MIT physicist finds the creation of entanglement simultaneously gives rise to a wormhole.
A proposal for an offering in biomedical engineering to become MIT's first interdisciplinary minor will be on the agenda for a vote at the April meeting of the faculty.
The proposed minor was outlined at the March 15 faculty meeting by Professor Linda Cima, one of the three professors who drew up the proposal. The others are Roger D. Kamm of mechanical engineering and Alan J. Grodzinsky of EECS.
Professor Linn Hobbs, chair of the Committee on the Undergraduate Program, said a humanities minor was first offered in 1987 and other departmental minors began in 1992, but no guidelines were drawn for interdisciplinary minors which pose special problems.
"We hoped that a champion program would arise" that would set a high standard in answering all the problems, he said. "We have such a champion program in biomedical engineering."
The program will be housed in the School of Engineering and linked to the new Center for Biomedical Engineering, directed by Professor Douglas A. Lauffenburger of chemical engineering.
"I'm happy that such a strong program has come along," Professor Hobbs said.
In other matters, the faculty heard a report on housing from Dean Arthur C. Smith of the Office of Undergraduate Education and Student Affairs. He touched on the renovation of Senior House, for which design finalists have been interviewed; the temporary housing of undergraduates in Ashdown, a proposal made necessary by a short-run housing problem over the next few years; and long-range graduate housing needs.
The Institute has traditonally granted housing for eight terms to undergraduates and is looking for ways to maintain this practice, he said. Dorm rooms available at the Massachusetts College of Art are no longer available, leading to the plan to house undergraduates in Ashdown, a graduate dorm. Dean Smith said a student group is being sought which might want to move there for a few years, for example a sorority with no house. Dean Margaret Jablonski is heading up those discussions.
Graduate housing is a long-range problem that needs input from many sectors of the community, Dean Smith said, adding that he hoped that discussions would touch on creating a center for graduate activities where students and faculty could interact. A study some years ago found that faculty on average live about 10 miles from the campus. "This is something we could do better," he said, speaking of fostering more social interaction between students and faculty.
In other business, Henry D. Jacoby, the William F. Pounds Professor of Management, reported on the ongoing discussions by a committee he chairs that is exploring possible ways to improve the Institute's process for handling the investigation of harassment complaints.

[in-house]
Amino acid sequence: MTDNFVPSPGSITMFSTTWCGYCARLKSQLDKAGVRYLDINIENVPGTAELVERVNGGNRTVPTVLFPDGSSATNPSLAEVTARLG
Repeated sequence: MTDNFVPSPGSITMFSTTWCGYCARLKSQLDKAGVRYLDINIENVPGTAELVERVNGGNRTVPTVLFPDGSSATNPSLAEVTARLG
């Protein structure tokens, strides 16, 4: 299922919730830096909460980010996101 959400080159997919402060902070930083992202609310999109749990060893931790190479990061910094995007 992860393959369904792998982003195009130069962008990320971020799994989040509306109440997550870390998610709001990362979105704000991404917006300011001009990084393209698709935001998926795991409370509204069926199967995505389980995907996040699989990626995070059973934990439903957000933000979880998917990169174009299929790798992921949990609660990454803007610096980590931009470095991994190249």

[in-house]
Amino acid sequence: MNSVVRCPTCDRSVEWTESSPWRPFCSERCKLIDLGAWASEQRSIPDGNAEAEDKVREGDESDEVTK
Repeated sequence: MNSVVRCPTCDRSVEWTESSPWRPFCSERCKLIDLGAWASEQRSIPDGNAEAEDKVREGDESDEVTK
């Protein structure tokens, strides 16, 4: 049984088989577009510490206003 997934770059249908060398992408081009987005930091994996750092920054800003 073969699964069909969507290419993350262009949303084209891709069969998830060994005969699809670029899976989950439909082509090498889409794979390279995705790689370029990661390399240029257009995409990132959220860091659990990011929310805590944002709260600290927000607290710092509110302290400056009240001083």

The committee is responding to a charge from the president and provost to make recommendations for improvements with an eye to three objectives: to provide for more prompt resolution of unusually difficult or complex formal complaints, to avoid real or perceived conflict of interest, and to expand the group of Institute citizens who have expertise in investigating complaints. The committee's focus is on those complaints that reach the stage of a formal hearing committee.
Two possible refinements of MIT's existing system are under consideration by the committee, Professor Jacoby said. One is the creation of a training course on investigation procedures, which would help faculty and staff be better prepared for this task. It would be recommended to heads of departments, laboratories and divisions and senior officers of the Institute, who are the persons charged with appointing formal hearing committees, and for faculty and staff who might be called on to serve in such an investigative role.
The other idea being discussed is the possibility of establishing an independent harassment investigation procedure, by which the investigation stage of a complaint might be arranged by a panel independent of the responsible Institute officials, Professor Jacoby said. Such a procedure would be available if it could be shown that there was some impediment to a prompt and fair investigation at the local level. The independent procedure would be limited to fact-finding and judgments of credibility, he said, and would not be involved in recommendations for action or appeals. Professor Jacoby raised a number of questions about how such a procedure might work in practice and invited the views of the faculty.
A version of this article appeared in MIT Tech Talk on March 22, 1995.